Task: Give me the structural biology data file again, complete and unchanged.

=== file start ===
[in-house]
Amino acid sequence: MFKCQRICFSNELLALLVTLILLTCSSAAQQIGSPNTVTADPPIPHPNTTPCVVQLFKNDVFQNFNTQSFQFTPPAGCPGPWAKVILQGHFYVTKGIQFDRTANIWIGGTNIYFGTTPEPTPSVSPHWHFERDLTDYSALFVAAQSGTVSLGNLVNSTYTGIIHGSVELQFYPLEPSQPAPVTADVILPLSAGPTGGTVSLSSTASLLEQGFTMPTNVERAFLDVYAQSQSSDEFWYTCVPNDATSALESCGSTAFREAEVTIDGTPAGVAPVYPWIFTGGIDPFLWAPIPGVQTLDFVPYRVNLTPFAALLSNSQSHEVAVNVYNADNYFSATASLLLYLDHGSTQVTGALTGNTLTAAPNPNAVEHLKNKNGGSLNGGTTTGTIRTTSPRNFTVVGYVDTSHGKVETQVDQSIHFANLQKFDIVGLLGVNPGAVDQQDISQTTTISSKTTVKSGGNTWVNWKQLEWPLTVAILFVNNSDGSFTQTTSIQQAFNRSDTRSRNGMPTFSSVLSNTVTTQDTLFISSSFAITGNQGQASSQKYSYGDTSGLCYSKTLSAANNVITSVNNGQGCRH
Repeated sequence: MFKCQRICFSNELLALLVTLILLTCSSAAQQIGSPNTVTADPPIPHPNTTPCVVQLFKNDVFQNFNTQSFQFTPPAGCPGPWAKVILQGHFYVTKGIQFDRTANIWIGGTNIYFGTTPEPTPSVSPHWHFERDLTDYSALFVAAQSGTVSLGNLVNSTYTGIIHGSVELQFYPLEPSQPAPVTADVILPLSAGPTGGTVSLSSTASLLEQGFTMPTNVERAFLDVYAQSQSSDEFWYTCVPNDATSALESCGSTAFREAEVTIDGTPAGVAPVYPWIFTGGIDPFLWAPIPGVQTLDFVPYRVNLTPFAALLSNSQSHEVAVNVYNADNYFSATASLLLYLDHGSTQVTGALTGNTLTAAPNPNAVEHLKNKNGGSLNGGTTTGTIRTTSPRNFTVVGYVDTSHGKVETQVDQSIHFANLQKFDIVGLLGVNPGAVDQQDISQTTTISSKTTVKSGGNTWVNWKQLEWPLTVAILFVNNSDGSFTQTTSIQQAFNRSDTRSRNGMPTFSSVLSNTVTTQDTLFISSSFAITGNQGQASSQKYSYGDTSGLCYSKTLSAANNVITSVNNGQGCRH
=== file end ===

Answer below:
[in-house]
Amino acid sequence: MFKCQRICFSNELLALLVTLILLTCSSAAQQIGSPNTVTADPPIPHPNTTPCVVQLFKNDVFQNFNTQSFQFTPPAGCPGPWAKVILQGHFYVTKGIQFDRTANIWIGGTNIYFGTTPEPTPSVSPHWHFERDLTDYSALFVAAQSGTVSLGNLVNSTYTGIIHGSVELQFYPLEPSQPAPVTADVILPLSAGPTGGTVSLSSTASLLEQGFTMPTNVERAFLDVYAQSQSSDEFWYTCVPNDATSALESCGSTAFREAEVTIDGTPAGVAPVYPWIFTGGIDPFLWAPIPGVQTLDFVPYRVNLTPFAALLSNSQSHEVAVNVYNADNYFSATASLLLYLDHGSTQVTGALTGNTLTAAPNPNAVEHLKNKNGGSLNGGTTTGTIRTTSPRNFTVVGYVDTSHGKVETQVDQSIHFANLQKFDIVGLLGVNPGAVDQQDISQTTTISSKTTVKSGGNTWVNWKQLEWPLTVAILFVNNSDGSFTQTTSIQQAFNRSDTRSRNGMPTFSSVLSNTVTTQDTLFISSSFAITGNQGQASSQKYSYGDTSGLCYSKTLSAANNVITSVNNGQGCRH
Repeated sequence: MFKCQRICFSNELLALLVTLILLTCSSAAQQIGSPNTVTADPPIPHPNTTPCVVQLFKNDVFQNFNTQSFQFTPPAGCPGPWAKVILQGHFYVTKGIQFDRTANIWIGGTNIYFGTTPEPTPSVSPHWHFERDLTDYSALFVAAQSGTVSLGNLVNSTYTGIIHGSVELQFYPLEPSQPAPVTADVILPLSAGPTGGTVSLSSTASLLEQGFTMPTNVERAFLDVYAQSQSSDEFWYTCVPNDATSALESCGSTAFREAEVTIDGTPAGVAPVYPWIFTGGIDPFLWAPIPGVQTLDFVPYRVNLTPFAALLSNSQSHEVAVNVYNADNYFSATASLLLYLDHGSTQVTGALTGNTLTAAPNPNAVEHLKNKNGGSLNGGTTTGTIRTTSPRNFTVVGYVDTSHGKVETQVDQSIHFANLQKFDIVGLLGVNPGAVDQQDISQTTTISSKTTVKSGGNTWVNWKQLEWPLTVAILFVNNSDGSFTQTTSIQQAFNRSDTRSRNGMPTFSSVLSNTVTTQDTLFISSSFAITGNQGQASSQKYSYGDTSGLCYSKTLSAANNVITSVNNGQGCRH